Red (Abstract Random) is where you find emotional, expressive, interpersonal, and spiritually-minded people. They are compassionate, perceptive, and sensitive. They care deeply about people, and they have the ability to read the emotional temperture of a room right when they walk in. They tend to be teachers, trainers, charity workers, and musicians so they can help others and frequenly connect on a personal level in and through their career.
Yellow (Concrete Random) is where creative, artistic, and conceptual thinking happen. These people are usually visionary and risk taking and tend to become entrepreneurs, artists, and strategists. They value spontenaity, risk, beauty, design, and fun. They are also excellent at recognizing patters, and have a strong ability to form connections between two or more seemingly contrasting ideas.
If you’re at all familiar with these (and other) styles, then you know that I’m grossly oversimplifying the science behind these things. And I bet Gregorc and Herrmann wouldn’t be too happy with me comparing their two models so closely. (But I can’t help it. I’m a strong Yellow thinker, so I like connecting ideas and finding patterns.)
But I’m not here to do a deep dive on the science of learning, thinking, etc.
What strikes me about the whole brain model is that it highlights the different joys and challenges of creativity.
Each of us are dominant in one of these four quadrants. You, dear reader, have some strength and some weakness of all four quadrants of learning and thinking style, but one of them is your most dominant. Do you mostly thrive on: Facts and logic? Form and Safety? Feelings and relationships? Or future ideas and concepts?
However, for us to do our best creative work — work that matters — we have to operate out of all four quadrants.
Operating out of all four quadrants looks different for everyone because everyone has one or two quadrants that they are strongest in and then a few quadrants they are weaker in.
If you are a strong “Yellow” thinker, then having visionary creative solutions is probably a natural part of your everyday life. But you may have trouble when it comes time to execute on your ideas.
Or if you are a strong “Green” thinker, then you can whip up a plan while the coffee is still brewing. But you may have trouble seeing the big picture, or understanding it’s significance.
We will always naturally operate out of our dominant quadrant. But our best creative work must flow out of all four quadrants. We need to have a desire to problem solve (Blue), we need to have enough structure and organization in order to show up every day (Green), we need to have empathy and emotion toward others and a desire to help them (Red), and we need care about creating and making (Yellow).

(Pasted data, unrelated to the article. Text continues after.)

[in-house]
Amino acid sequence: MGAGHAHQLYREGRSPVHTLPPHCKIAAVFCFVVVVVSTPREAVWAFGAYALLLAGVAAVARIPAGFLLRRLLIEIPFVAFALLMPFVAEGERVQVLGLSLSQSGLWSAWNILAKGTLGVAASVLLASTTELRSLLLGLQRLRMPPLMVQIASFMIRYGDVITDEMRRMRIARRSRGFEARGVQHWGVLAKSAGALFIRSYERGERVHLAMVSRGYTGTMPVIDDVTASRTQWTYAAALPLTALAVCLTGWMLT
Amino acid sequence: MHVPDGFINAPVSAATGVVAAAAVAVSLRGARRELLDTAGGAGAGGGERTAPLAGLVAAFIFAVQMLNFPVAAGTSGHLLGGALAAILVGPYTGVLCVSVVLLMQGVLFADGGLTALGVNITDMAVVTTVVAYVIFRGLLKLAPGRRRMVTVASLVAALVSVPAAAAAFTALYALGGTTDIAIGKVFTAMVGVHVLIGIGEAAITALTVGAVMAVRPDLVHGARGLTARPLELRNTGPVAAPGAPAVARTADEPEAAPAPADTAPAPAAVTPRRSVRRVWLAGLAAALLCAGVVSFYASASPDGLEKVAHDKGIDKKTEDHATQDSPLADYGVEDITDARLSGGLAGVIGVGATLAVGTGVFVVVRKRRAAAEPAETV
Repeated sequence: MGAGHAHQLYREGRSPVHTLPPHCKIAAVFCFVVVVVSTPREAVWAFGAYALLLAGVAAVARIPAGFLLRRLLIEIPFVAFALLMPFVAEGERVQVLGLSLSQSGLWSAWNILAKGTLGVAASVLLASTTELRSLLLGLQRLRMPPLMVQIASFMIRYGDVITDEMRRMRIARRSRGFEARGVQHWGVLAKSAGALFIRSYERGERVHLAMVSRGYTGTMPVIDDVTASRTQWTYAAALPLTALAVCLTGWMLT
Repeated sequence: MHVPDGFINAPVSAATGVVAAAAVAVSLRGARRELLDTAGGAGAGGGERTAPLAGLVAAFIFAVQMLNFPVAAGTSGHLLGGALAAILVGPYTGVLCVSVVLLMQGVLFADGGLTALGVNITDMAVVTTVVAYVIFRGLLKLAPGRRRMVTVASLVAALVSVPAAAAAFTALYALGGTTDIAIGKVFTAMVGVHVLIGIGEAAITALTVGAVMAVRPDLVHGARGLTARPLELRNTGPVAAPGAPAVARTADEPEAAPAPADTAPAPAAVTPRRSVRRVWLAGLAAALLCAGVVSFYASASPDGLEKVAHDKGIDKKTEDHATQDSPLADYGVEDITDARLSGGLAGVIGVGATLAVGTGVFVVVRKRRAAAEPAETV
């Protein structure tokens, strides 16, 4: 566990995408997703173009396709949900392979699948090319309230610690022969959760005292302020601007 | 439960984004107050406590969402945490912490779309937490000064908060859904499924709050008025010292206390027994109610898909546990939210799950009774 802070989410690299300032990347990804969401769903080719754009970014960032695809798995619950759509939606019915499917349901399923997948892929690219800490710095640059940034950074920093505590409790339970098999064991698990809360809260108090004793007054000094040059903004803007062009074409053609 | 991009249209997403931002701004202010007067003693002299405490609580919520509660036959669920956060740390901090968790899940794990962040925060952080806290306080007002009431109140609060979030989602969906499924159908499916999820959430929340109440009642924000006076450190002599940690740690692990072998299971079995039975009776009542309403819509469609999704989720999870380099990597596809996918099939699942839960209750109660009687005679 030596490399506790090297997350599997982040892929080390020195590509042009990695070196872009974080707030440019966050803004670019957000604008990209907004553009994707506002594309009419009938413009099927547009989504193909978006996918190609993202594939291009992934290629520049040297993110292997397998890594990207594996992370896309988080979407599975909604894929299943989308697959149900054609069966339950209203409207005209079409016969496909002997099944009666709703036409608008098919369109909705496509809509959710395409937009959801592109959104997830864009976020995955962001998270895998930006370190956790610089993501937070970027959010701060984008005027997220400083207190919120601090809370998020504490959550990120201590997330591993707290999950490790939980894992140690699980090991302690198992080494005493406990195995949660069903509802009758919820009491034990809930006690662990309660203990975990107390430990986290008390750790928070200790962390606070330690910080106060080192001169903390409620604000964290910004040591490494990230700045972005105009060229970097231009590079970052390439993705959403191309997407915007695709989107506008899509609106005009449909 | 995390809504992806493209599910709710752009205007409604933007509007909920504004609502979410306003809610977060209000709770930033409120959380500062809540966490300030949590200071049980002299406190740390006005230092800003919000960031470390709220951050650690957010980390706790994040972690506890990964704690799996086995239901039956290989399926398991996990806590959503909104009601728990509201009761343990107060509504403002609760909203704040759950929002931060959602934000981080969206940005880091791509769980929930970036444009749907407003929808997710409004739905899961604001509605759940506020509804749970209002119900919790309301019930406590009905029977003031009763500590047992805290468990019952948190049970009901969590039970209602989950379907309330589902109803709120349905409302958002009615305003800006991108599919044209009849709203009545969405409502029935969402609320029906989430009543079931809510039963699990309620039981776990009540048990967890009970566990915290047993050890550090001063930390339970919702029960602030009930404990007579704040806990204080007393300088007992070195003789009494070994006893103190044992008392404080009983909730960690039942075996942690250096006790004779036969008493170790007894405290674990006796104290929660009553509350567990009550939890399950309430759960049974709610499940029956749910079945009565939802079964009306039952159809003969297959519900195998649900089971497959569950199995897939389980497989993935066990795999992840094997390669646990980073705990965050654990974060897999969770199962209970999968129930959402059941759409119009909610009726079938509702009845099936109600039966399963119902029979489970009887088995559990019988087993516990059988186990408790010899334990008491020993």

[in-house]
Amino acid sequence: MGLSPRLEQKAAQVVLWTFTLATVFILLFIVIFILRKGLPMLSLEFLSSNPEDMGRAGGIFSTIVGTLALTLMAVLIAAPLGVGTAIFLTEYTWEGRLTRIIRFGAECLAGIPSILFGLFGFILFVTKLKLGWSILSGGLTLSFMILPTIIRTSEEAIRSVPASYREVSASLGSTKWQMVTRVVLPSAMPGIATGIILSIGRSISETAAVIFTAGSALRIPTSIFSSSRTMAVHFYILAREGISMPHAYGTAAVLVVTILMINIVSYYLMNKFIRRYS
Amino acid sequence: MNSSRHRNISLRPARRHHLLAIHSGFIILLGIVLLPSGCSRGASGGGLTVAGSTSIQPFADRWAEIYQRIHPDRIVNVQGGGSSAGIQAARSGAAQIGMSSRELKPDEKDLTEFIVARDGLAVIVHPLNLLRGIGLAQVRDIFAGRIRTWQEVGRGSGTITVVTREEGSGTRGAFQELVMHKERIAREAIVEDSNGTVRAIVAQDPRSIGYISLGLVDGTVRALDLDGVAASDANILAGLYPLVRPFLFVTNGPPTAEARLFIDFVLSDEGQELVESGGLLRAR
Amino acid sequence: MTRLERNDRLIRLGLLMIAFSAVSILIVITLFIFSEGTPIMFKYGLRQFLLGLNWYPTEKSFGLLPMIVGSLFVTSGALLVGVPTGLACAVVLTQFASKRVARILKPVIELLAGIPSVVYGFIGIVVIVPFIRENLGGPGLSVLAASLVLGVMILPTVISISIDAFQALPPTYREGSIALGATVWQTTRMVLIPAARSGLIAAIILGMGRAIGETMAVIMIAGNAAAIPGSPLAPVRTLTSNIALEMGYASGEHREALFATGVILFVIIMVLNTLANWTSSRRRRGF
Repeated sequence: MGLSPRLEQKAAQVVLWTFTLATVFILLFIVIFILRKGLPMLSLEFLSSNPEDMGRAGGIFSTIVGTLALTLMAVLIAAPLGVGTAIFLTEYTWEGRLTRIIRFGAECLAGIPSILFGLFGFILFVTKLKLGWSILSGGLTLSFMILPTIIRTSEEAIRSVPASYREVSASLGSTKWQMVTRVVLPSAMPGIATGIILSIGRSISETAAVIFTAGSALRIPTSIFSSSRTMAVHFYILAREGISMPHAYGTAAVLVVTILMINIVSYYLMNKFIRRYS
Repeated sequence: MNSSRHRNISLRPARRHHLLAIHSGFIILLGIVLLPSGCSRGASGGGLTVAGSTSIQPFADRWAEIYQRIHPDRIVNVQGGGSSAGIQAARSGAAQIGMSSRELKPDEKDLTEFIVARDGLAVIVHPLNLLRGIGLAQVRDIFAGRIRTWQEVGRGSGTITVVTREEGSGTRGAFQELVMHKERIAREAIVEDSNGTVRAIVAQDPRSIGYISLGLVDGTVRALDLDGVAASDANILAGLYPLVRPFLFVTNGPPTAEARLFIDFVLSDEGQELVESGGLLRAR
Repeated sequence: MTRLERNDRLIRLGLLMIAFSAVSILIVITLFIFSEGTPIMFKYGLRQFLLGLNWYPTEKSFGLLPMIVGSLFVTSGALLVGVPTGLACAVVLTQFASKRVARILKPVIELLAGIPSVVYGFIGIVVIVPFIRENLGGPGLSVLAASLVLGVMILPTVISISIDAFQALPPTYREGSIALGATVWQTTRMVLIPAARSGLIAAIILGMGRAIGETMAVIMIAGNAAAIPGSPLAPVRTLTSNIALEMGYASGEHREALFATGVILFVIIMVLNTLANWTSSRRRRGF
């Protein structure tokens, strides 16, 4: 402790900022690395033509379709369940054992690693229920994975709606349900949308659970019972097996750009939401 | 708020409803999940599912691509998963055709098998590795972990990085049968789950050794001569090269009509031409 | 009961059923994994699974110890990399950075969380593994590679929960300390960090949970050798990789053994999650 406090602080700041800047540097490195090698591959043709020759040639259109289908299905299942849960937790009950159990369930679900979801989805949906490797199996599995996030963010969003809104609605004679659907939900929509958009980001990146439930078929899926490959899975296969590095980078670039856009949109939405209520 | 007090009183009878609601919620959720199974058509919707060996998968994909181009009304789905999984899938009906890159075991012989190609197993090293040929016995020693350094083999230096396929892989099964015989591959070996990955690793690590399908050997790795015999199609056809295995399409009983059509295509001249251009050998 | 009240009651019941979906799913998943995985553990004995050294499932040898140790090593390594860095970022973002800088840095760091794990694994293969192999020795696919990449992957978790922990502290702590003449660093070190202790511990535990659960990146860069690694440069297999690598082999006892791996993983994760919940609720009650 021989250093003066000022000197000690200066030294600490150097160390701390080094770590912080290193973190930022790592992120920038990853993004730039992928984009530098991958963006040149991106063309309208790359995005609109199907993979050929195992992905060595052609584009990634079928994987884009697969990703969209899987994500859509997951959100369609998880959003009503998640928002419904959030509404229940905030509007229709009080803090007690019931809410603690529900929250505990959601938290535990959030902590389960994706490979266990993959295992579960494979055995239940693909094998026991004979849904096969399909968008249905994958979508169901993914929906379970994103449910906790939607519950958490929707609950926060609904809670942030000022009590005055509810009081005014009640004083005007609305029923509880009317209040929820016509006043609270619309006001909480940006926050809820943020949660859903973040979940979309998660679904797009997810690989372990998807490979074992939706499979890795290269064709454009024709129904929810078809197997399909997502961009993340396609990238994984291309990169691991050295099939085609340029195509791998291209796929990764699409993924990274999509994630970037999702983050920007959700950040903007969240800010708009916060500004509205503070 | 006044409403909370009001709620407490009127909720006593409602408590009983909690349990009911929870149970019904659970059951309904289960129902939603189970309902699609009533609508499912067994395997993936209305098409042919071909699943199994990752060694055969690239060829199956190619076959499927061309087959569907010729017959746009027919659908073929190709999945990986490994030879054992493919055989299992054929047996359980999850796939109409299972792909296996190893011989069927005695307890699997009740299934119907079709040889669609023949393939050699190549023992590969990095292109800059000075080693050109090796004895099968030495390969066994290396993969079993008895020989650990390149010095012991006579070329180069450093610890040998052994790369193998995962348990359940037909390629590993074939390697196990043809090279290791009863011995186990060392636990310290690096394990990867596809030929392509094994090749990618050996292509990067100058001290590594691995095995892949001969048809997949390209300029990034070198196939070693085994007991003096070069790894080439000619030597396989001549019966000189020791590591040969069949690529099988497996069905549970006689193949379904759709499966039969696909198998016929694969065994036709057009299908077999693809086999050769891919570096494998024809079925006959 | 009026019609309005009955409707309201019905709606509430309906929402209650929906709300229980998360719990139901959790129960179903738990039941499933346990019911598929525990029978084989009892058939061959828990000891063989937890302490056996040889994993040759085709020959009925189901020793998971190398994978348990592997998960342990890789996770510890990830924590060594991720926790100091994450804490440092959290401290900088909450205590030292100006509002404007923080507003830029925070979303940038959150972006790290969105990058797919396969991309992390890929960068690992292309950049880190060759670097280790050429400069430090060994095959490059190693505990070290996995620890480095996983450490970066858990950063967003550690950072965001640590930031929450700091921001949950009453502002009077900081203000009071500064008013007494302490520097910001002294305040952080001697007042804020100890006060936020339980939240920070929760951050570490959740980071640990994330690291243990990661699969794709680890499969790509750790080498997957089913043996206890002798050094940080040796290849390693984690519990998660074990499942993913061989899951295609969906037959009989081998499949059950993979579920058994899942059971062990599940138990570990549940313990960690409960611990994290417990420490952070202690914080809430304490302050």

In addition to our own individual need to think and work using all four quadrants, we can also benefit greatly from having people around us who are dominant in different areas. If you are a strong red thinker, then get someone who is blue to work beside. While you may have friction at first (you will see them as being cold and calculating; they will see you as being too talkative and sentimental), you will actually bring some healthy balance to one another and make more progress as a team.
The challenge is to operate out of the areas of our brain that don’t come naturaly to us. Are your creative solutions intuitive? Do they solve a problem? Are you able to show up every day and do the work? Are you trying to serve and delight others?
To do work that matters, answering ‘yes’ to just one or even two of these is not enough.
In the same way that our best creative work flows from all four quadrants, it must also flow to all four quadrants for it to be effective in reaching others.
As you know, I’ve been working for myself from home for over four years. And even still, I’m terrible at estimating how much time I need to spend on a particular task.
At first, my bad time estimations would frustrate drive my wife. She’d ask me how long until I was done working and I’d think about how I had just three more emails left in my inbox and how I could probably get them triaged in 5 minutes. But then an hour would go by…
Fortunately my wife has learned to take my time estimations and quadruple them. Because I still frequently overestimate what I can get done in a short amount of time. And, like many others, I also tend to underestimate what I can accomplish over an extended season.
It’s a backwards problem. Not only does it put all the emphasis on “how much” I can do today — it also means I get frustrated when I can’t get everything done that’s on my massive, never-ending, to-do list.
When my emphasis is on today’s quantity of tasks accomplished, it leads me to de-value the little actions that have great impact over time. The little things that ultimately lead to incremental yet consistent progress and thus accomplishing a lot over an extended season.
If you know anything about investing you know it’s far better to invest $100 every month for 30 years then to invest $36,000 all at once three decades from now.
Assuming an 8% rate of return, if you invested a mere $100/month for 30 years then your investment would be worth $135,939.
However, if you waited until the very end of those 30 years and then tried to invest all $36,000 at once then your investment would be worth exactly that: $36,000. You’d miss out on $100,000 worth of compounding interest. Not to mention the fact that it’s a lot harder to come up with $36,000 all at once than it is to come up with $100 consistently.